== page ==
Marketing and Sales have to agree on the definition of a lead. We submit that a legitimate lead contains three components:

There are only a certain number of people out there who are already looking to change. Chances are, they already have a preferred vendor in mind. Demand generation entails causing people who weren't looking to change to begin a buying cycle. This segment represents many times the potential number of people who are already looking, and offers the advantage of allowing salespeople to be proactive and become Column A, instead of being reactive and competing for a silver medal.

People who are not already looking to change have no budget allocated, so the focus in those organizations should be on people who have the authority to free up unbudgeted funds. And, as always, we strongly recommended leading with business issues and usage, rather than the traditional "spray and pray" approach.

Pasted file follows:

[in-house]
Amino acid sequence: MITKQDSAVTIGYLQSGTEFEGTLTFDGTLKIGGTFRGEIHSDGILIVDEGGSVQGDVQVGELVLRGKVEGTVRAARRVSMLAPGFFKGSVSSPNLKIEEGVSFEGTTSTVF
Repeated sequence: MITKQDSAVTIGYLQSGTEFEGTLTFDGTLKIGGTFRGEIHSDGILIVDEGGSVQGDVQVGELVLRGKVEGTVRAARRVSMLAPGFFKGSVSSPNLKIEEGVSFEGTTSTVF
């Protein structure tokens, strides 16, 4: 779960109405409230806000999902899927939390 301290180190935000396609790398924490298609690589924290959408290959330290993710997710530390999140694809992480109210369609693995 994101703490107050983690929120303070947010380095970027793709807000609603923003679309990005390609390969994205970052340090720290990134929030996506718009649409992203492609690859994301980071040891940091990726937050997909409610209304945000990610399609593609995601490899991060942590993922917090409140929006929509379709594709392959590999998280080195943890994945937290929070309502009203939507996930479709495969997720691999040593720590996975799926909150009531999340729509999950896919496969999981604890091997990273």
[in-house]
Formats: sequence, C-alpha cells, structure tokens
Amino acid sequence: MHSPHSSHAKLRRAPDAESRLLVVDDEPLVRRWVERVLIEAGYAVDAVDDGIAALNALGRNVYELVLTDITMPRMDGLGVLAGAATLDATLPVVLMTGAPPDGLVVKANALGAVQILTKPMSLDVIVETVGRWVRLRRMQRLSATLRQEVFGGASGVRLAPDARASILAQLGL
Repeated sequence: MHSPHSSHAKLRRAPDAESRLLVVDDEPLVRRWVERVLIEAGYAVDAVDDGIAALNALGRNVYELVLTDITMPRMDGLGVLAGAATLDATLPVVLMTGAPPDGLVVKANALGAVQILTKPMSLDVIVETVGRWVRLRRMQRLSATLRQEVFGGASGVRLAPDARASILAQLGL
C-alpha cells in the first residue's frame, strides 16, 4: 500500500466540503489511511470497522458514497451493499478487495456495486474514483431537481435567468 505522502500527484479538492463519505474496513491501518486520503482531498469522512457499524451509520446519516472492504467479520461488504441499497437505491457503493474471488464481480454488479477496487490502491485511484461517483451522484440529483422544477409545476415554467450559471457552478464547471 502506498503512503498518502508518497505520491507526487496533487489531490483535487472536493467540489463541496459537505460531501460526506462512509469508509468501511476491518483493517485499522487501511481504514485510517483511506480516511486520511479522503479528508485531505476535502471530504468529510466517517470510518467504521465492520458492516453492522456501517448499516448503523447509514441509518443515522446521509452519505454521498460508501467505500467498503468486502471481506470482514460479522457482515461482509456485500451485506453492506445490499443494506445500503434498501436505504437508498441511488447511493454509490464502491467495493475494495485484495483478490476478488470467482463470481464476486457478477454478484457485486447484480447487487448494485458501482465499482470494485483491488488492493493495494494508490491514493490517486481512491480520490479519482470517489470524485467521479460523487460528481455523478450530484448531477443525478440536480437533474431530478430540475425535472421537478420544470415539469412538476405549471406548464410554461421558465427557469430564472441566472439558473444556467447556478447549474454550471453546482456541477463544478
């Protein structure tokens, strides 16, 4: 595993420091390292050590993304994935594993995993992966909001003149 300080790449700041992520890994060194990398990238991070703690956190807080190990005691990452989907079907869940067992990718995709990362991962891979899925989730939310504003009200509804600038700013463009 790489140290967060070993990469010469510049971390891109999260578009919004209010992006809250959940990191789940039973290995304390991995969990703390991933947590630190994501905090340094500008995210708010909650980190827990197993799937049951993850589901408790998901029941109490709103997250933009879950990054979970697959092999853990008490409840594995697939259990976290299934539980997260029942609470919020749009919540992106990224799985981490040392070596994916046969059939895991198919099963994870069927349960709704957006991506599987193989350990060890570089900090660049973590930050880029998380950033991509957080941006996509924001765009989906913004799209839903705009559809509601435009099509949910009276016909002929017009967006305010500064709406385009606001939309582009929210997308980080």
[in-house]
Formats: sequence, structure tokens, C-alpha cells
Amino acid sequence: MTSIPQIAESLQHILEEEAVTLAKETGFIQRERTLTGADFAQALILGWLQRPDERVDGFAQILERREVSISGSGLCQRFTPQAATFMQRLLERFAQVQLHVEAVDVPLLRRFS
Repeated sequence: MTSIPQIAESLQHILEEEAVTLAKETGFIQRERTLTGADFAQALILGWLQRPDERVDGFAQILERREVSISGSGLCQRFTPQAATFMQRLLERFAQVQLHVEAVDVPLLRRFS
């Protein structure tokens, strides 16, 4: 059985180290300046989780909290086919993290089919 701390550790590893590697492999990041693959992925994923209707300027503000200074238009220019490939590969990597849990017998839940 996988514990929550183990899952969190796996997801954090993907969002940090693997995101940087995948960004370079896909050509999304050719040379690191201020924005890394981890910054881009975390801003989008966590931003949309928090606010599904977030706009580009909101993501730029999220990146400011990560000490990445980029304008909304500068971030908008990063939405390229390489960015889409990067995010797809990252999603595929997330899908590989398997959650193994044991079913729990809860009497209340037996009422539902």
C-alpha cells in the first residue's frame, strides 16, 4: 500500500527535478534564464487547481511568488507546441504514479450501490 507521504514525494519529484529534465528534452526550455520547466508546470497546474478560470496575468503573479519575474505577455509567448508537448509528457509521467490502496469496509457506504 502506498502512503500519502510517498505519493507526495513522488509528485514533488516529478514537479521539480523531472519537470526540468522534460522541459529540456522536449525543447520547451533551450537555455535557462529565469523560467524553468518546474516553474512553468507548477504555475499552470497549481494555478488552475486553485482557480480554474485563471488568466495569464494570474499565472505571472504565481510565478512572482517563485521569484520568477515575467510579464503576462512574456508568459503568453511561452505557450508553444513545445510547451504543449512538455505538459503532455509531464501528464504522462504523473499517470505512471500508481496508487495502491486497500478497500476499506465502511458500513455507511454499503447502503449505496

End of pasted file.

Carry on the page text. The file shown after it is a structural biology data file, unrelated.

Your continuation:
As we have seen, Customer Focused Selling cannot begin until buyers share either a business goal or a problem that a vendor's offering can help them address. Whether you are designing advertising campaigns, participating in trade shows, or putting on seminars, you should begin with the end in mind: creating qualified leads for the sales organization.

In summary, few companies have a working definition of the interrelationship between Sales and Marketing. Companies implementing Customer Focused Selling embrace the following description of each function's role:

Marketing, through its programs, is responsible for getting buyers who are not currently looking to change to consider looking. Marketing is also the keeper of the tools needed to take a businessperson from a goal to a vision of a solution.

Salespeople execute the sales process using Sales-Primed Communications. In doing so, they are responsible for documenting calls so that sales managers can audit and grade the opportunities in the pipeline.

Westside Toastmasters on Meetup